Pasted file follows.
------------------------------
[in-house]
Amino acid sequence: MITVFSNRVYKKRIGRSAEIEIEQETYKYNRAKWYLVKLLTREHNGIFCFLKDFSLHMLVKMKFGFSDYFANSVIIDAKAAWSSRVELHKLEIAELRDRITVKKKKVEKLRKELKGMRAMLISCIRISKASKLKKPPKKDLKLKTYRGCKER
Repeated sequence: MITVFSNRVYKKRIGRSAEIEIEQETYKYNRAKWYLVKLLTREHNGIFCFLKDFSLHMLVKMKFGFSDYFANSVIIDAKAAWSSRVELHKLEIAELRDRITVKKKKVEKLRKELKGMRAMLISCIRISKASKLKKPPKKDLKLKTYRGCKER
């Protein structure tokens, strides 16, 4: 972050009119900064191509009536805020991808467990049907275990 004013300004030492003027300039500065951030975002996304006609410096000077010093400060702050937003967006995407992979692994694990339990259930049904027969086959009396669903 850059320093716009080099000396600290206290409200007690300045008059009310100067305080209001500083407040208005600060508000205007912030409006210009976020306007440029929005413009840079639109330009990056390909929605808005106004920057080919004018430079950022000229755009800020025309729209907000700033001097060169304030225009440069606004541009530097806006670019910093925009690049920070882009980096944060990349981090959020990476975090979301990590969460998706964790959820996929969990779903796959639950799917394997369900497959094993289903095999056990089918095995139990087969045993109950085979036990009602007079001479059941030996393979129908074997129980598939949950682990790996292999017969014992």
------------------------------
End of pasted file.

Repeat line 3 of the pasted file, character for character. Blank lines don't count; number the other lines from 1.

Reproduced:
Repeated sequence: MITVFSNRVYKKRIGRSAEIEIEQETYKYNRAKWYLVKLLTREHNGIFCFLKDFSLHMLVKMKFGFSDYFANSVIIDAKAAWSSRVELHKLEIAELRDRITVKKKKVEKLRKELKGMRAMLISCIRISKASKLKKPPKKDLKLKTYRGCKER